Turbocharged cars like the Audi RS6 require many attributes of the engine to be performing perfectly to maintain optimum performance. One of the cheapest fixes and hardest to diagnose, is vacuum and boost leaks. Many of the emissions and accessories on cars are controlled from vacuum generated in the intake system of the engine. Components related to performance and accessories, are all tied together into the same system. One leak in any rubber hose can lead to degraded performance from a turbocharged engine.
I was inspecting the condition of my stock rubber vacuum lines in the RS6, and a few of them fell apart in my hands. I decided that instead of replacing one, I would replace them all with quality silicon hoses. I ordered 15' feet of blue silicon hose from ECS tuning, which is my usual preferred vendor for Audi/VW performance parts. In this blog post, I am only replacing the small braided rubber vacuum hosts on top of the engine.
To replace the hoses, you first must remove the carbon fiber air intake system on top of the engine. This requires removing the silver air intake tubes, two nuts on the bottom of each black air intake tube, and a large center bolt.
After you have the air intake system off, you should located all of the vacuum hoses. I previously replaced the vacuum line to the bypass valves, but I am still going to replace them again with the quality hosts from ECS Tuning.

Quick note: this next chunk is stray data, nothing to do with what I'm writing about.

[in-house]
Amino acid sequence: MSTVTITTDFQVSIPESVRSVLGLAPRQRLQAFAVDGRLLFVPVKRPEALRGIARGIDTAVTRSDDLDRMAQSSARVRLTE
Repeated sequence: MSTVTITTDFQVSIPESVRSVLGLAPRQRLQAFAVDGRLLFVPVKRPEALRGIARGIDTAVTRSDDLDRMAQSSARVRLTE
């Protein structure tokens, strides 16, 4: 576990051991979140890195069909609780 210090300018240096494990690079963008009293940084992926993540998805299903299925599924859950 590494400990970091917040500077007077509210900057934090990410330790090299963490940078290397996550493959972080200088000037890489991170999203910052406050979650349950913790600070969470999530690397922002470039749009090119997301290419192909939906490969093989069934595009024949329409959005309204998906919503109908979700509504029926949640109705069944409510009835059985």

Before going any further, you should stuff rags down inside the turbo inlet ports on the back of the engine. If anything falls into them, you are going to have serious problems.
The most difficult task of replacing the vacuum lines, is removing the stock metal clamps on the ends. I don't have a special tool for this and if you can find one, I would recommend it! This could have been a thirty minute job, but removing all of those clamps turned into two hours.
While I was installing the vacuum hosts, I also relocated the pickup line for my boost gauge to the fuel pressure regulator. The distance between the fuel pressure regulator and the intake port, was not a far enough distance to connect a boost guage T-fitting. I had to loop the silicon hose around the regulator and back to the intake port to allow for enough distance to install the T-fitting. If you do not have a boost gauge, then you will not have to worry about this problem.
I used small zip ties to tighten the ends of the silicon lines. Pull the zip ties snug and then cut them off with a side cutter. Once you are complete with changing all of the lines, reinspect all of the ends to make sure you didn't miss installing a zip tie.
When complete, you should have something that looks like the following.
Before putting the intake back on, make sure that you remove the rags from the turbo inlet ports. You should also unplug the batter for ten minutes, and reset the ECU codes, to ensure the engine takes advantage of any leaks fixed.
I hope this has been helpful and let me know if you have any question.